Adele, the British singing sensation with the two-octave range and the string of chart-topping ballads, has spent most of the past three years lulling her young son to sleep with nursery rhymes. “When I’m singing a nursery rhyme I just sound like everyone else,” she laughs. “You can’t really sing a nursery rhyme that well.”
The big-voiced songstress is back in the charts with her latest album, 25. It’s the first since the phenomenally successful 21, and the first since she gave birth to her son Angelo, now aged three. It’s about growing up, clearing out old regrets and getting comfortable in one’s own skin. It’s about “where I’m at right now”.
“I think my voice is better on this album,” says the 27-year-old Londoner. “The albums are named after my age and I like myself much better as I get older. I love 21 and I’m very proud of it but when I listen back to it, I’m very 21. You know, my outlook on everything and my thought processes. I don’t, like, word-vomit any more.” She cackles then adds, “Or at least I try not to.”
It’s almost eight years since Adele Adkins burst onto the scene with her debut album 19, in January 2008. Critics quickly dubbed her the best of her generation, as good as Joni Mitchell and Aretha Franklin.
Three years later, in January 2011, her second album, 21, debuted at No. 1 on the UK charts. It went on to win seven Grammy Awards and sell more than 30 million copies worldwide.
I speak to Adele a few days before the new album drops, in her only Australian interview. She’s sitting in her car, on her way to a voice-coaching session, wearing her “ordinary Londoner” camouflage: beanie, sweat pants and a big overcoat. “I’m sure I could get away with it,” she says. “I get away with it a lot.”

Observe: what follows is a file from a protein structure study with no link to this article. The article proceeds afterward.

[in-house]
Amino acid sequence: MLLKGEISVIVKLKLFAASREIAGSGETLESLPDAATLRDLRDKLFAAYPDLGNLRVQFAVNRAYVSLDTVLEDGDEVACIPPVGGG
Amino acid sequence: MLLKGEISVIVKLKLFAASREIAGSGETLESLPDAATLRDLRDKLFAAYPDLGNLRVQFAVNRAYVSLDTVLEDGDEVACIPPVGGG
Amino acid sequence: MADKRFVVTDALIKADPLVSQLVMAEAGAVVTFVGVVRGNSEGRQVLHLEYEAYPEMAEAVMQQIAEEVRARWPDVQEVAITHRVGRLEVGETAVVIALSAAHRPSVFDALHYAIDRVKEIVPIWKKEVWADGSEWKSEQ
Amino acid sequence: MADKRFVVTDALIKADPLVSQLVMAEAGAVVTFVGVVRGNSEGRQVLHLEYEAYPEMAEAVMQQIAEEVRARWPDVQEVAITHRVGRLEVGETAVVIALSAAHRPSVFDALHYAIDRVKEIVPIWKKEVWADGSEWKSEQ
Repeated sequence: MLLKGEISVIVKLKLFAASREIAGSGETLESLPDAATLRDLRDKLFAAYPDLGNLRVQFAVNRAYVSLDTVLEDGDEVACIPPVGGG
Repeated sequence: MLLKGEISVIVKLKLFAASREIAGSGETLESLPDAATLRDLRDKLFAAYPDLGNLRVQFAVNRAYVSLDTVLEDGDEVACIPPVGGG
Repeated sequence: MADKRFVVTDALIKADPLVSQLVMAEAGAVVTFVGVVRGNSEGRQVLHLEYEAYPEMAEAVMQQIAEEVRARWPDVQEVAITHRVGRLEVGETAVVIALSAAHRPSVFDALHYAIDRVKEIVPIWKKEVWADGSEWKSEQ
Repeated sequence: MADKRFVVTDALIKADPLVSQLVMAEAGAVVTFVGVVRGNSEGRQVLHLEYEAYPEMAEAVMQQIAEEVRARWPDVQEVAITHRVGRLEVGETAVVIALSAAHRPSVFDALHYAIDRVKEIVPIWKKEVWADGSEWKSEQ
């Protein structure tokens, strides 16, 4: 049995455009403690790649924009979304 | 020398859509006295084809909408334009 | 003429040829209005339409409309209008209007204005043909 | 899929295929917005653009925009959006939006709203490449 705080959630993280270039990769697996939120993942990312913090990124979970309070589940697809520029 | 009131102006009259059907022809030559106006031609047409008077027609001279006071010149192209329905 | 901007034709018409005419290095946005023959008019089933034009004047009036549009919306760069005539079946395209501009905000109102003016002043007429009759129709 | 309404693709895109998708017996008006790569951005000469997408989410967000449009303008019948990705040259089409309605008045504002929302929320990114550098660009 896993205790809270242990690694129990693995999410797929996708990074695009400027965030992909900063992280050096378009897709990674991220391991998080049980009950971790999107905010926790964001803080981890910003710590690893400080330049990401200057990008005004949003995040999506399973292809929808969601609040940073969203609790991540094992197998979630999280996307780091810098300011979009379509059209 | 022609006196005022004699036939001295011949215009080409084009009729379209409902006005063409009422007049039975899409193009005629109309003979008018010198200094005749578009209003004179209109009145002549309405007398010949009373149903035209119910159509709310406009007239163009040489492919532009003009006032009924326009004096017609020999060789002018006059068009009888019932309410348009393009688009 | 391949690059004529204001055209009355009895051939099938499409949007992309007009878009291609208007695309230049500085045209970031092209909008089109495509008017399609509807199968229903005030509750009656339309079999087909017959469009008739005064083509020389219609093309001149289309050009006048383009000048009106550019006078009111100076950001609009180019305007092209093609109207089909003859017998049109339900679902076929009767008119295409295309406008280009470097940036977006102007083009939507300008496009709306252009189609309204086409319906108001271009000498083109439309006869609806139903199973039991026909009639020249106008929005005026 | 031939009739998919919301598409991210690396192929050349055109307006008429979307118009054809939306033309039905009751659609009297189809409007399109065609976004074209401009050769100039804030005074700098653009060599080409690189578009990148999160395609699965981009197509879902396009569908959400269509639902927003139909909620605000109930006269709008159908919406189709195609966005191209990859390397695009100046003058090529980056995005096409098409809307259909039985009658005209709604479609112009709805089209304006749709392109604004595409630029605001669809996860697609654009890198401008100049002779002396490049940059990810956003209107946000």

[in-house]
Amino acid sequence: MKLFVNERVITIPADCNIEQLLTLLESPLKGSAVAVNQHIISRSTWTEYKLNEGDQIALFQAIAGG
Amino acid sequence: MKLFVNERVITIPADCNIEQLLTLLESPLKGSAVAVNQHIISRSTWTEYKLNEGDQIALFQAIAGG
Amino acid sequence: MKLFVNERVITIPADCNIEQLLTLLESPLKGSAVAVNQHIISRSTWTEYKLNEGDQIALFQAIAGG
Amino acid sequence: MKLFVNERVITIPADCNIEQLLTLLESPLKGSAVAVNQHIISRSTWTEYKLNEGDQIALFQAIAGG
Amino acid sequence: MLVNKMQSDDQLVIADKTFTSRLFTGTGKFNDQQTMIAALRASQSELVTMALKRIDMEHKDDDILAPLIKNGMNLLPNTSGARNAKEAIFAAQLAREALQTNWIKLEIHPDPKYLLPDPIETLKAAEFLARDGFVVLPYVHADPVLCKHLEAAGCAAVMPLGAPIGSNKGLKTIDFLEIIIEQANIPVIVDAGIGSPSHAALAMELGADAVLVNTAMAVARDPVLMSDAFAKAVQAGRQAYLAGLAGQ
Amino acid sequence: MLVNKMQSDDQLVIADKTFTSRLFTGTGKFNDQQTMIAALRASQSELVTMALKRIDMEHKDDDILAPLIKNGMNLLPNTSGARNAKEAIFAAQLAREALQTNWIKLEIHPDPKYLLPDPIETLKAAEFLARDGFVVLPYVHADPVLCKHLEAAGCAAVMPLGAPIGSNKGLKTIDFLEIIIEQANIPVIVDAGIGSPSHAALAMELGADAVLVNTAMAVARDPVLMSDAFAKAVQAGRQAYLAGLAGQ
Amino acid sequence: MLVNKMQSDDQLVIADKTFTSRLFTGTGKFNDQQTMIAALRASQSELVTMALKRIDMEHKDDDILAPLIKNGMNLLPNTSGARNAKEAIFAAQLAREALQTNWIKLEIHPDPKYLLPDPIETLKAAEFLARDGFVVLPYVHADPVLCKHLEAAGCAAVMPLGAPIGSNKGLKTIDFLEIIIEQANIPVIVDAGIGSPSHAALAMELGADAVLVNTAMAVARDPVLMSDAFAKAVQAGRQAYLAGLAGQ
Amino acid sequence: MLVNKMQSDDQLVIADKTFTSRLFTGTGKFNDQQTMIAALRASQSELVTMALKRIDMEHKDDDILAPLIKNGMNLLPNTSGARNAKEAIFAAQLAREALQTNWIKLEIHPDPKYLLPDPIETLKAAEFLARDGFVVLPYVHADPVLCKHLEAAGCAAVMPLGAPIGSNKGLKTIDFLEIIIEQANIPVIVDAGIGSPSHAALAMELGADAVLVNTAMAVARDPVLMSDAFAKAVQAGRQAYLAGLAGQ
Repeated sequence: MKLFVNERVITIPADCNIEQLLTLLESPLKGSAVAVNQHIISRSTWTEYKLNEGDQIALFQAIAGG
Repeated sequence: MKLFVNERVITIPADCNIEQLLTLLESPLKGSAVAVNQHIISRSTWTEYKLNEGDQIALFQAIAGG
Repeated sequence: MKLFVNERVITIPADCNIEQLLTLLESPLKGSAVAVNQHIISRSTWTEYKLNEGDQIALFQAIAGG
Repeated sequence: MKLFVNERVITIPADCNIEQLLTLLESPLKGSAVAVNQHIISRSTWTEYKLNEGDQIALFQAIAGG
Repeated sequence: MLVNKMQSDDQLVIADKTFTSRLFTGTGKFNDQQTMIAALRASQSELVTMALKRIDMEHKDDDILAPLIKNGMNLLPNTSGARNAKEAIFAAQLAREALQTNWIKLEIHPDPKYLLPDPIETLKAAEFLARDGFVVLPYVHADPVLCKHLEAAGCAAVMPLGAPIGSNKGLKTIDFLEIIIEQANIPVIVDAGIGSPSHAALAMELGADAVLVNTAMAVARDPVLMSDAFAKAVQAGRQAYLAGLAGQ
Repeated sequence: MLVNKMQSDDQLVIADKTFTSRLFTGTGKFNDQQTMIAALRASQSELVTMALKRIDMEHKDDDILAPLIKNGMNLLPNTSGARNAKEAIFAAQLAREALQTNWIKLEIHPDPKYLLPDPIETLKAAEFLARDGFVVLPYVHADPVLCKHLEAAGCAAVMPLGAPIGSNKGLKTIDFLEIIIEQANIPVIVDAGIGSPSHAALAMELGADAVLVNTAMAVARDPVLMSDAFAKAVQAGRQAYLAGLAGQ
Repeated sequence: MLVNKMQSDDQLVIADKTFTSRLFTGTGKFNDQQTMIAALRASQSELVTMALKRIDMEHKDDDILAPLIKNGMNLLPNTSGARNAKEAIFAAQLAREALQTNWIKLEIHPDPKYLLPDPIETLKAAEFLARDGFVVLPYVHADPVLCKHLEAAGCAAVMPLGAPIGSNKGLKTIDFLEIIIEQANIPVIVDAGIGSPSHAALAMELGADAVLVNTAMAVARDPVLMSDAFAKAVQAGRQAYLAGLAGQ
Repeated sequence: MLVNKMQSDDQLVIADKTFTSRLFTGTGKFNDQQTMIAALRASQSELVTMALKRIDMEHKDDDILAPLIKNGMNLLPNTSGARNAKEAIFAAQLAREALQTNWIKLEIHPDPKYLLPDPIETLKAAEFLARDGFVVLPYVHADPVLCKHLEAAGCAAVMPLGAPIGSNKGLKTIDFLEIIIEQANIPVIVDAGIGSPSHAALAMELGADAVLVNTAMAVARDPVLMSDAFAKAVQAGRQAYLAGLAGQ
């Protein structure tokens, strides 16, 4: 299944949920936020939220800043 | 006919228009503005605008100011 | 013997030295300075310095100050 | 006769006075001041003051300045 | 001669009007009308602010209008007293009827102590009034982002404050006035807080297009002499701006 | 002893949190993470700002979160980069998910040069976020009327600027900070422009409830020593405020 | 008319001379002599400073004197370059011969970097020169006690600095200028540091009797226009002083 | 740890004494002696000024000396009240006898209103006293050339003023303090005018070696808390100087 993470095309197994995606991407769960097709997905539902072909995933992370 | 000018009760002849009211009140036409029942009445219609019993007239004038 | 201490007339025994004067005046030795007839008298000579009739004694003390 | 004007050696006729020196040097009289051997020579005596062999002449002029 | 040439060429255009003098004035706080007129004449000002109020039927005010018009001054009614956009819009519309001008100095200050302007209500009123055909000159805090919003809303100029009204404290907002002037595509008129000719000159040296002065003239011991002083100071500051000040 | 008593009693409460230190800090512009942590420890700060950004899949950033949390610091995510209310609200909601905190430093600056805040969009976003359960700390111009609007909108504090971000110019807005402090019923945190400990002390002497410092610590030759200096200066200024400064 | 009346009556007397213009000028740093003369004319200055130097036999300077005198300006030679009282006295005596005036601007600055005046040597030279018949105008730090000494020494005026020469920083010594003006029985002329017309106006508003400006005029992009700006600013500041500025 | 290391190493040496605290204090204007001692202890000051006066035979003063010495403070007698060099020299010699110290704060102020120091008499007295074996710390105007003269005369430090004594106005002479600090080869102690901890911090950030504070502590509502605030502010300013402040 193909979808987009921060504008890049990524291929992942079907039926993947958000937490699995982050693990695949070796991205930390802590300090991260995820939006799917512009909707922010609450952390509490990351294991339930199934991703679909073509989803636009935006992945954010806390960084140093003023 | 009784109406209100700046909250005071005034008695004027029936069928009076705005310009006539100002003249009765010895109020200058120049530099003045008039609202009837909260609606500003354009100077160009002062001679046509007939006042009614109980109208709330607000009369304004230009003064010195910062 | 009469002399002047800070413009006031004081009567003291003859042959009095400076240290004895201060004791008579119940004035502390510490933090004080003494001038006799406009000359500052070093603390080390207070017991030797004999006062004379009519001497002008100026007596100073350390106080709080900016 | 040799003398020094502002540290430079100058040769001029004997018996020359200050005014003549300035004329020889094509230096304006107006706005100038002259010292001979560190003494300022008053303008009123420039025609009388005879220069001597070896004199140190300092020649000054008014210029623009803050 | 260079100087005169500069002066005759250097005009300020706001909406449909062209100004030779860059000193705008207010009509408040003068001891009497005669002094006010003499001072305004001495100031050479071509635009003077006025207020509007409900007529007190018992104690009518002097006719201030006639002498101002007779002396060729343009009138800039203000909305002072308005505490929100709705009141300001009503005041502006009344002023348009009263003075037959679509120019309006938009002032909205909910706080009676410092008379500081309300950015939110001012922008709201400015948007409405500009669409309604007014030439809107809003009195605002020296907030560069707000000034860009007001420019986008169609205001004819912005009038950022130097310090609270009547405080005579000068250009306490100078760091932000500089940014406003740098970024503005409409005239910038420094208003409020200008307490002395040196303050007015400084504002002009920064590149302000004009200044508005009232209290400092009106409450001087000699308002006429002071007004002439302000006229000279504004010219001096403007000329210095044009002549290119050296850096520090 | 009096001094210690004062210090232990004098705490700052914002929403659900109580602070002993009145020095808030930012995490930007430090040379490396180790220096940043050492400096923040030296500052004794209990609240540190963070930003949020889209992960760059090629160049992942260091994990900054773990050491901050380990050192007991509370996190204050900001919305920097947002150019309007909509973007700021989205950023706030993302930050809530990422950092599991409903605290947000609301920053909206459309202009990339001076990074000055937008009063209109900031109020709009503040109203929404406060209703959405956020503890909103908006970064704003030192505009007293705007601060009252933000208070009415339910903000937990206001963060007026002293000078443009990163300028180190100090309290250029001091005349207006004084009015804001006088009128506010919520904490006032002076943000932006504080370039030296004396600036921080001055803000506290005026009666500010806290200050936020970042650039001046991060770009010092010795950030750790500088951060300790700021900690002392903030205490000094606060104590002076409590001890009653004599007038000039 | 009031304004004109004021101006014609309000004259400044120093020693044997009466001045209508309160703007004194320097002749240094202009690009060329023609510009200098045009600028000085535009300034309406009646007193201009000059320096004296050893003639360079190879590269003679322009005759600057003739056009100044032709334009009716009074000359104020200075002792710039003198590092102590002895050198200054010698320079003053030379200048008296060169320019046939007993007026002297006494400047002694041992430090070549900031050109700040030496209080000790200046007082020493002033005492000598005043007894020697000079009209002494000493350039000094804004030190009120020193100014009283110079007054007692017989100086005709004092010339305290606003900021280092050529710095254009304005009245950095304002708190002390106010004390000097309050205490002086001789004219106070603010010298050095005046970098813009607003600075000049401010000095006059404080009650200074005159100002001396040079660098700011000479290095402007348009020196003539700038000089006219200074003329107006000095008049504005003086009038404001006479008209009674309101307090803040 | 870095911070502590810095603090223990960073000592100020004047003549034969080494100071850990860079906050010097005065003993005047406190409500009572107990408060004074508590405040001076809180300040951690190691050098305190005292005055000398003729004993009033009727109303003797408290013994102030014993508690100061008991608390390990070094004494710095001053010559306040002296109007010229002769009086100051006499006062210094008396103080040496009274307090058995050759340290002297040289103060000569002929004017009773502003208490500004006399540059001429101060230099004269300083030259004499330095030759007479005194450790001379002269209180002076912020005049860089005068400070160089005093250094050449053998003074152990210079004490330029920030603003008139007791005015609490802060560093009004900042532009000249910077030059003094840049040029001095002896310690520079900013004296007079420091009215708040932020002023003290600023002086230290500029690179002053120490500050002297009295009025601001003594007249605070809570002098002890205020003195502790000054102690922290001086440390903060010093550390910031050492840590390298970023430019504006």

She is notoriously savage in protecting her privacy. Last year, she and her partner, charity entrepreneur Simon Konecki, successfully sued a British photo agency for taking pictures of baby Angelo at the park. She continues to take Angelo to the park, sometimes taunting the paparazzi but for the most part flying beneath the radar.
“It helps that I have a complete look when I’m on stage,” she says. “The hair, the eyelashes, the dresses, the jewellery – I love it, but I couldn’t make myself look like that every day, even if I tried. I wear 10 pairs of eyelashes, I contour myself to death – I don’t look like how I look normally in real life.”
“The hair, the eyelashes, the dresses, the jewellery – I love it, but I couldn’t make myself look like that every day, even if I tried.”
Adele has perfected the art of the celebrity interview, too. She’s friendly and polite, yet guarded and taut, as though at any moment she could snap and call the whole thing off. What she wants, she admits, is fame’s holy grail – to make art and live a normal life.
“If I just lived in the limelight constantly that’s not a very relatable life,” she says. “What do you write about? Do you write about other people’s thoughts? They don’t know what it’s like to be famous, what it’s like to be privileged.”
There was a time when Adele could walk into a studio and belt out her honeyed soul almost on command.
A vocal haemorrhage in 2011 made her cautious. Microsurgery to her vocal cords gave her four extra notes at the top of her range but it also forced the cancellation of the US tour to promote 21. These days, in addition to warming up and warming down, she keeps a strict(ish) diet. No caffeine, no alcohol. Nothing spicy, citrusy, tangy or sharp. Since Angelo, the cigarettes have gone, too, and she’s swapped long boozy lunches with friends for tall smoothies and gym sessions. Though she admits the sugar, which she also ditched, has since crept back in.
“It’s f—ing boring,” she shrieks. “But I don’t think you take [your voice] seriously until you’ve had an incident. I’m frightened all the time I’m going to damage my voice. A friend said I was like a surfer who’s been bitten by a shark and is too scared to get back into the water. I haven’t been singing for a reason other than absolute pleasure for four years. And now the pressure is on for me to be on form and I’m making an issue out of nothing in my head.”